This means that period products will be available for admission to public buildings, including schools and universities in Scotland. Under the new rules, it will be up to local authorities and education providers to ensure that products are available for free.
“The campaign is backed by a broad coalition, including trade unions, women’s organizations and charities,” said MLA Monica Lane, who introduced the bill last year. “Period Scotland will not be the last country to make a history of poverty.”
After the vote, Leno said the decision was “a signal to the world that free universal access to period products can be achieved.”
The financial memorandum with the bill estimates that by 2022 it will cost about mem 7. million a year, depending on the number of women benefiting from the bill-free products. In a document supporting the law, Leno said official inequality figures show that it is reasonable to expect a 20% increase in the scheme, given that around 20% of women in Scotland live in relative poverty.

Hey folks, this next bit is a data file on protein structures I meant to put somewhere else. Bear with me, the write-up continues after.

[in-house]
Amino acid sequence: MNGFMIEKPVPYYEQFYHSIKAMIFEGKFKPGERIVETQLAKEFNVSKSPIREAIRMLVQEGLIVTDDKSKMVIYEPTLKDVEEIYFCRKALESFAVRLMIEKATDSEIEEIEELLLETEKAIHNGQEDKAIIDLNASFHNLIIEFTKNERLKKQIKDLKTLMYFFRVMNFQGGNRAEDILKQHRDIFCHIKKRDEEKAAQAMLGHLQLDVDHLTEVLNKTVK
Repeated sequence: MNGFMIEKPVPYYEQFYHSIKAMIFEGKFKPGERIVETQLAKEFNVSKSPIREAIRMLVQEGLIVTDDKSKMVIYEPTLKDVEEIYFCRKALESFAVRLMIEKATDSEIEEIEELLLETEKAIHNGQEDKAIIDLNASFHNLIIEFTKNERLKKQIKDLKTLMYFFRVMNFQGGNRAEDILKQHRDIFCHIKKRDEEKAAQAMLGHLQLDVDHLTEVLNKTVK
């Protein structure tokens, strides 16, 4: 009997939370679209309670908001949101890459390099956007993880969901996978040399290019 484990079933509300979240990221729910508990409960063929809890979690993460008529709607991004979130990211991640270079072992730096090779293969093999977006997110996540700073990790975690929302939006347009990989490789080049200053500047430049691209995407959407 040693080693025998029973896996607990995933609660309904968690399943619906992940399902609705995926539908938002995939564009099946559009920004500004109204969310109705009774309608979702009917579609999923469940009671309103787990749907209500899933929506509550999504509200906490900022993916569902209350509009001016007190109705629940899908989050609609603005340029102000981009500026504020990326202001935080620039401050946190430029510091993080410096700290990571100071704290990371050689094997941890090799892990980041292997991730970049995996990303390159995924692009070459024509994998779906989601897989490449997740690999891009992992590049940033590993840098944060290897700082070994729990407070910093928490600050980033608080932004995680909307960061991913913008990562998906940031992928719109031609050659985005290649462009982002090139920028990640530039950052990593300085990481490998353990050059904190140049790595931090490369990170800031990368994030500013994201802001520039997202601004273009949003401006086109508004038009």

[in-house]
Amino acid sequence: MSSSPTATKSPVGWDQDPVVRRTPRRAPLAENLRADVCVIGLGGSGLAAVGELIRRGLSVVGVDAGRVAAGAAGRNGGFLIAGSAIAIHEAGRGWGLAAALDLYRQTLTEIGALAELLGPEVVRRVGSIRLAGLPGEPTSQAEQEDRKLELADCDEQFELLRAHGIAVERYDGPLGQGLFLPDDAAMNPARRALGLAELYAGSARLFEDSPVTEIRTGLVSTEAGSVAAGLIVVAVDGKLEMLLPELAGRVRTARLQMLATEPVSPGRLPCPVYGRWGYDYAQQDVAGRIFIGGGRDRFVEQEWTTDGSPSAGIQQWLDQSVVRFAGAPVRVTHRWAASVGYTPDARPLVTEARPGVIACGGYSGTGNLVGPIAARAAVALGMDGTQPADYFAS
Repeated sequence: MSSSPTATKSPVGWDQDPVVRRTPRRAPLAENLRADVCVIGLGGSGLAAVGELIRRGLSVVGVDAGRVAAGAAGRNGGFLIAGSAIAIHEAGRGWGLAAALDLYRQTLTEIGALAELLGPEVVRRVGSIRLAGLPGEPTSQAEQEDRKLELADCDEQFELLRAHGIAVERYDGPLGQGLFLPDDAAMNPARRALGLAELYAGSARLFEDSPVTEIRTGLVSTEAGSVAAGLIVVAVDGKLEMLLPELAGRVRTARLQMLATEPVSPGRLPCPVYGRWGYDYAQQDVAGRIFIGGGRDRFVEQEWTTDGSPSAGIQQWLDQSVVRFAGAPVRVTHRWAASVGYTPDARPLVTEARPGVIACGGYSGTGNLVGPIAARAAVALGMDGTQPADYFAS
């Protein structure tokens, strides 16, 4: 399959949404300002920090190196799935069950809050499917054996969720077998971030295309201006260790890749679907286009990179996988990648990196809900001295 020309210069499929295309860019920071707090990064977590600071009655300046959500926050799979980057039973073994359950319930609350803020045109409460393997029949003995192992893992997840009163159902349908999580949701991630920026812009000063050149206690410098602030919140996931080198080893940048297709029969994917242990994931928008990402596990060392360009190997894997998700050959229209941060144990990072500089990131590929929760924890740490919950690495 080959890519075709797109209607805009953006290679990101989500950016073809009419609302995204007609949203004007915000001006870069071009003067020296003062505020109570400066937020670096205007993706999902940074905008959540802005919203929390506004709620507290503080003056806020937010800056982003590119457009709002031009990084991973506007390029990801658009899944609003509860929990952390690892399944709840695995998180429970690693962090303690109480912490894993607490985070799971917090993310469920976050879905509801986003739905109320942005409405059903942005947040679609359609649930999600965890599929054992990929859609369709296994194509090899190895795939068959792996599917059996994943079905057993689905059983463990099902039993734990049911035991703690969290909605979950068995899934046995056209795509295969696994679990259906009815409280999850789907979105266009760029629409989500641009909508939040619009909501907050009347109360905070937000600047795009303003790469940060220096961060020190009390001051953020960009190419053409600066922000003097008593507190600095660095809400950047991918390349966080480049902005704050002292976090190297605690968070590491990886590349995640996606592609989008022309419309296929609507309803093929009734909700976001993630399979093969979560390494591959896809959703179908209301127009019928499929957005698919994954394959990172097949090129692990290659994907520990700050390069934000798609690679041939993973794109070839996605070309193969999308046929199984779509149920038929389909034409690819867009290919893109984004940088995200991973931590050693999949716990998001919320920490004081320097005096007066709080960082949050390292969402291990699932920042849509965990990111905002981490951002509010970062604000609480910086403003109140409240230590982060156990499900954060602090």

The number of new laws was praised by many equality and women’s rights groups as well as politicians from all parties represented in the Scottish Parliament.
“We are proud to vote for this groundbreaking law, which makes Scotland the first country in the world to provide free period products to everyone in need. An important policy for women and girls,” Scottish Prime Minister Nicola Sturgeon said on her official Twitter page.
Scotland’s move is part of a series of recent efforts to alleviate periodic poverty in the country.